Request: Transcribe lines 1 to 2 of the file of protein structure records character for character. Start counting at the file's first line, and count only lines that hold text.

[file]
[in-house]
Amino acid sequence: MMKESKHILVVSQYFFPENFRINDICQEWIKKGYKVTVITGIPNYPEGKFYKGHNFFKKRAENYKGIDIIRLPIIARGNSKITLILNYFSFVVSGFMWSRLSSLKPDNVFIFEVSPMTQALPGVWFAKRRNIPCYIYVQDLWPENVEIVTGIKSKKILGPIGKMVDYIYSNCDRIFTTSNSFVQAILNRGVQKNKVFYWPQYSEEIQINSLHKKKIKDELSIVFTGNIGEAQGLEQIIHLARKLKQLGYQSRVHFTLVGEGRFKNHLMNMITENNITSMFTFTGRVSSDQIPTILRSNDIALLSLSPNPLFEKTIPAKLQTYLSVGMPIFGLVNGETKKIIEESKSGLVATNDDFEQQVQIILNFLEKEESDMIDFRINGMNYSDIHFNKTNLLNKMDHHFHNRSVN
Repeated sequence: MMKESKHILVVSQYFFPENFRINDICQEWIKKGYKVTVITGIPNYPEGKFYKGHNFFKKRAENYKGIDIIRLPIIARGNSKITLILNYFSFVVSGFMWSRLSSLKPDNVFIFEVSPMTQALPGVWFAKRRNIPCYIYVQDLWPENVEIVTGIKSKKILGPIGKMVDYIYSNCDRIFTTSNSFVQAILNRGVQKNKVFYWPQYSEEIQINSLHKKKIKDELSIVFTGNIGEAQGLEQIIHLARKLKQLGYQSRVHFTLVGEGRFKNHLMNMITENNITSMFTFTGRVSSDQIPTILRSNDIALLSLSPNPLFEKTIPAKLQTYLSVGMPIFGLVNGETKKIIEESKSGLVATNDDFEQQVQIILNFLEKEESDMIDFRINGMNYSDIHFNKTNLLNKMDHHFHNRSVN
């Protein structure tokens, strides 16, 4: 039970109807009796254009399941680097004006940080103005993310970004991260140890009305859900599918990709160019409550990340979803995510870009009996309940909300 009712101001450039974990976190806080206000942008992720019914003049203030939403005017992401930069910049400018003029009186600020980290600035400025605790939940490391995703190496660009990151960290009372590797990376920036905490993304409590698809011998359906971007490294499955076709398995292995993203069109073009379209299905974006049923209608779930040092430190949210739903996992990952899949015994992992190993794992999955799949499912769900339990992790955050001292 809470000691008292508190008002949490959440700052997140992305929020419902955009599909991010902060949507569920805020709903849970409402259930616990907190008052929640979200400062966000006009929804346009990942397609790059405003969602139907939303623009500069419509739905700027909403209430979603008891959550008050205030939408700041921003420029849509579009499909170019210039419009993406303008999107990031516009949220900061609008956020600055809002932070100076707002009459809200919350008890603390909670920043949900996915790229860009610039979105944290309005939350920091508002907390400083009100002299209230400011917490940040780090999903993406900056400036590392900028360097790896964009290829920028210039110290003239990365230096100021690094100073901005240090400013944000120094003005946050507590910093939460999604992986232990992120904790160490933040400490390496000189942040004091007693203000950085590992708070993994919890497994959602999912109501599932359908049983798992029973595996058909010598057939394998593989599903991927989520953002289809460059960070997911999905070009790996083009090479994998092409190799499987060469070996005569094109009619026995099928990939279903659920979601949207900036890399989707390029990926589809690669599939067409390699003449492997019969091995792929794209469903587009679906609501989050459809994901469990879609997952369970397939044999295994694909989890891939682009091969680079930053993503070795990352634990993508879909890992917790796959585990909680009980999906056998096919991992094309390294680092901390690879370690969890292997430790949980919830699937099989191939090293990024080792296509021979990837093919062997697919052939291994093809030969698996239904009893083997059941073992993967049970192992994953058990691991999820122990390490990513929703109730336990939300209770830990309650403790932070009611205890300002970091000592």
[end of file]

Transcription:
[in-house]
Amino acid sequence: MMKESKHILVVSQYFFPENFRINDICQEWIKKGYKVTVITGIPNYPEGKFYKGHNFFKKRAENYKGIDIIRLPIIARGNSKITLILNYFSFVVSGFMWSRLSSLKPDNVFIFEVSPMTQALPGVWFAKRRNIPCYIYVQDLWPENVEIVTGIKSKKILGPIGKMVDYIYSNCDRIFTTSNSFVQAILNRGVQKNKVFYWPQYSEEIQINSLHKKKIKDELSIVFTGNIGEAQGLEQIIHLARKLKQLGYQSRVHFTLVGEGRFKNHLMNMITENNITSMFTFTGRVSSDQIPTILRSNDIALLSLSPNPLFEKTIPAKLQTYLSVGMPIFGLVNGETKKIIEESKSGLVATNDDFEQQVQIILNFLEKEESDMIDFRINGMNYSDIHFNKTNLLNKMDHHFHNRSVN